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"We have read for you":Are ureaplasma and mycoplasma responsible for Bladder pain syndrome?

I have read an article entitled "A Systematic Review of Mycoplasma and Ureaplasma in Urogynaecology" written by doctors Nina Combaz-Söhnchen and Annette Kuhn of the maternal and child hospital in Bern, Switzerland.

The initial question that led me to read this article was: why don’t we look for mycoplasma and ureaplasma with normal tests (blood, urine, sampling) before going to specific diagnostic tests that are expensive and invasive?

Let's see what these two doctors say step by step.

Species of relevant mycoplasmas in the urogenital tract include hominid mycoplasma, genital mycoplasma and reaplasma urealyticum, which may occur as commensals or potential pathogens.

Its presence, in the context of urogynecological pathologies, has been shown in urethritis, cystitis and upper renal tract infections. Its role in overactive bladder and in interstitial cystitis/bladder pain syndrome is still under discussion.

Mycoplasma and ureaplasma are the smallest intracellular and extracellular bacteria without cell walls that belong to the Mollicutes class and are parasites in humans.

The need to find an organism that receives them is given by the lack of a cell wall, by an extremely small genome, by the limited capacity of biosynthesis, by its sensitivity to environmental factors, by resistance to antibiotics and by high demands in terms of living conditions.

These organisms can cause numerous "conditions" often chronic in humans. Sixteen of the more than 200 known species of mycoplasma in the animal and plant kingdoms can attack the human body, but only six of them seems to be pathogenic in immunocompetent humans: Mycoplasma pneumoniae, Mycoplasma hominis, Mycoplasma genitalium, Mycoplasma fermentans, Ureaplasma parvum and Ureaplasma urealyticum.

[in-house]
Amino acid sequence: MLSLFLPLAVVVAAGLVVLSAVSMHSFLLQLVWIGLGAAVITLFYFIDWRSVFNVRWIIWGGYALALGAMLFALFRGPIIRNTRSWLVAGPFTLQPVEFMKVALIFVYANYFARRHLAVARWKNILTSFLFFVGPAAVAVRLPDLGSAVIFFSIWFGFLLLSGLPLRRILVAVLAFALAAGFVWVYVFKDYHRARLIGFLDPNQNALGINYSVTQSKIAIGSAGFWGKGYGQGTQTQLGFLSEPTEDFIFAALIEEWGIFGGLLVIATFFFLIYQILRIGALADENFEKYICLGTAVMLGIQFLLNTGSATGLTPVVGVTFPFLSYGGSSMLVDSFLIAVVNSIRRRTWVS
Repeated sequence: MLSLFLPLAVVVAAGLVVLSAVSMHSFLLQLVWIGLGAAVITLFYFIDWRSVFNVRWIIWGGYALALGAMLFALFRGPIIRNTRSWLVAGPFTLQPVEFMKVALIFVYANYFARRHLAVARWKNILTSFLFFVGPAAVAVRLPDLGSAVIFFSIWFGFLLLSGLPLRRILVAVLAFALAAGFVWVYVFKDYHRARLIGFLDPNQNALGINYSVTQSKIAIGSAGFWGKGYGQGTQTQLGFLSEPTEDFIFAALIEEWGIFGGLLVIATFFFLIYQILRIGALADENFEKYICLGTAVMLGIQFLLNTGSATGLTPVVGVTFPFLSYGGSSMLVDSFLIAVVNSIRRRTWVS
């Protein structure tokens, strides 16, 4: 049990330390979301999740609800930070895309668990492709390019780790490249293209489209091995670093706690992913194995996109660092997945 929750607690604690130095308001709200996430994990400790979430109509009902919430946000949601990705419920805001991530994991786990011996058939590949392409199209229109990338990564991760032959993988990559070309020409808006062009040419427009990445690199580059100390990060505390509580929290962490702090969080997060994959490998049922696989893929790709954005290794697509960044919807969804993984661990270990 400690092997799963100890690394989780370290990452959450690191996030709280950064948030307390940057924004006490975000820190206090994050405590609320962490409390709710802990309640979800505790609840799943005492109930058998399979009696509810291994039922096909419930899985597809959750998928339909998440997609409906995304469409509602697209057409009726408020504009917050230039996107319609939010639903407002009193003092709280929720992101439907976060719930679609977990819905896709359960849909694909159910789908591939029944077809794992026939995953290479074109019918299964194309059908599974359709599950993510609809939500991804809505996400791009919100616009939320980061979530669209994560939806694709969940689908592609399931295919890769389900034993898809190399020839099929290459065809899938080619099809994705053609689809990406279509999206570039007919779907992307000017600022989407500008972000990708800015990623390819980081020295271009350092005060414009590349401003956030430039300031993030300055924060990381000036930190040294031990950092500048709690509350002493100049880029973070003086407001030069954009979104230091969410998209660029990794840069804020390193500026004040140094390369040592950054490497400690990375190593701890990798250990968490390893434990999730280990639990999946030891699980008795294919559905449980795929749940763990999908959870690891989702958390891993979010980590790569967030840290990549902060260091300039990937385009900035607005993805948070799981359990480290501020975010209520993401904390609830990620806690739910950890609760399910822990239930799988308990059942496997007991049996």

But how do these pathogens reach the genitals? Numerous investigations have shown that the number of partners in the previous months affects the prevalence of bacterial colonization in the urogenital tract.

Due to the anatomical proximity of the female urethra and the vagina, it can be assumed that vaginal bacterial colonization can also affect the urinary tract. There is already a lot of information about genital tract infections associated with mycoplasma, but there is still a lack of clarity about the influence and potential of mycoplasma pathogens and ureaplasma species in the context of urinary tract infections and other urogynecological symptoms such as the urethral syndrome, interstitial cystitis/bladder pain syndrome and overactive bladder.

We know that most uropathogenic organisms, especially those in the faeces, can be detected in the standard urine culture test. Although Mycoplasma and Ureaplasma species should be specifically investigated, they can be found in both asymptomatic and symptomatic patients. The count of bacteria in the urine is not necessarily related to the amount of bacteria that actually exist in the bladder wall. In fact, a significant number of these intracellular organisms can be found in the wall of the bladder in the absence of bacteriuria.